All language classes focus on business situations, meaning that you can expect to learn some useful phrases for introducing yourself and your company, but may get less exposure to what might be considered ‘daily conversational’ expressions in these languages. For myself, I was able to take the Intermediate Chinese class,  where we used a text with case studies on business in China and could dive deeper into learning business vocabulary and more advanced grammar.

One of the unfortunate disadvantages that many MIM students find themselves faced with is that they are often so busy with assignments for their core business classes, that they do not have nearly as much time to dedicate to language study as they would like. That being said, students studying either language at any level in the MIM program can expect to develop their conversational skills, and build a foundation that they can call upon in the future, when the opportunity arises.

2. International Cohort

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MIM students in Shanghai on the Asia Trip

While many graduate business programs these days seem to attract more and more students from overseas, the MIM program consistently has a cohort that is easily 50%-60% international. This year alone there are students from Mainland China and Taiwan, Thailand, Kazakhstan, Chile, Vietnam, Indonesia, Iran, Canada, and France. This diversity means not only that class discussions have a variety of opinions shared by students, but group work for class assignments also poses opportunities and challenges that come with working with people from many different linguistic and cultural backgrounds. In fact, learning to work effectively on cross-cultural teams is perhaps one of the most beneficial hands-on experiences that MIM students get in the program. Even for students who have spent time in other countries and have international experience prior to the MIM program, working with classmates from so many cultures allows you to continue developing communication, leadership, and managerial skills that are increasingly in demand for global professionals.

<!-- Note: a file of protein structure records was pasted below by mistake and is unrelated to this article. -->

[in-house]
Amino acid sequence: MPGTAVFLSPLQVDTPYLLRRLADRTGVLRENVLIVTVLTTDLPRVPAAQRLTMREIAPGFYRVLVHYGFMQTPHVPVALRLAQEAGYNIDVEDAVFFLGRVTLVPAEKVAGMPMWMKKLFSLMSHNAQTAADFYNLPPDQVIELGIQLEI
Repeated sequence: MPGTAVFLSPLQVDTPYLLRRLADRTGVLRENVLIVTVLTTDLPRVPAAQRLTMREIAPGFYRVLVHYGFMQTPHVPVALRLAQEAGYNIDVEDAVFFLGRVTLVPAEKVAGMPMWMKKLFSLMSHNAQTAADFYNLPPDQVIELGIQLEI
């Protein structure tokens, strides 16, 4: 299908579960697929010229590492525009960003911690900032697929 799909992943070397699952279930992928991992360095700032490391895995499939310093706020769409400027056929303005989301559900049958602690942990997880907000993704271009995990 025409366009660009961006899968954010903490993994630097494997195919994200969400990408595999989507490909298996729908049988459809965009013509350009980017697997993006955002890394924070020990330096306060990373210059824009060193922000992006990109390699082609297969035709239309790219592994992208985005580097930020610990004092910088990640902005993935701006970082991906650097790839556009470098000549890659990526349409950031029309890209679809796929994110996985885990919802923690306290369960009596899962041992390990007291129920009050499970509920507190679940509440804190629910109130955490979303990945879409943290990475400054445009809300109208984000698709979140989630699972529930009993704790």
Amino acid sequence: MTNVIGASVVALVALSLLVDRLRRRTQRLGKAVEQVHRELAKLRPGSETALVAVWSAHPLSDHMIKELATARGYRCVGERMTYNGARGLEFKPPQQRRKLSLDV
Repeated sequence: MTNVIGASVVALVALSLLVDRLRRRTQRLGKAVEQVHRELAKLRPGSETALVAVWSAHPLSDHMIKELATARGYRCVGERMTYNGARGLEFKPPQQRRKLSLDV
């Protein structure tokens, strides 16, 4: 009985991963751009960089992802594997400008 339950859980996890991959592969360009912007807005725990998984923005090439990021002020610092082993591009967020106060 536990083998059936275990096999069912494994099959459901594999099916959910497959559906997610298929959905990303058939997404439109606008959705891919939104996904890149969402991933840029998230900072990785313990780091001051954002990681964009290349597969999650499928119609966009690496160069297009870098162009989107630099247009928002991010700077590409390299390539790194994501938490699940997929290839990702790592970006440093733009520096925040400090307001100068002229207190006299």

3. Courses that demand critical thinking on complex, international issues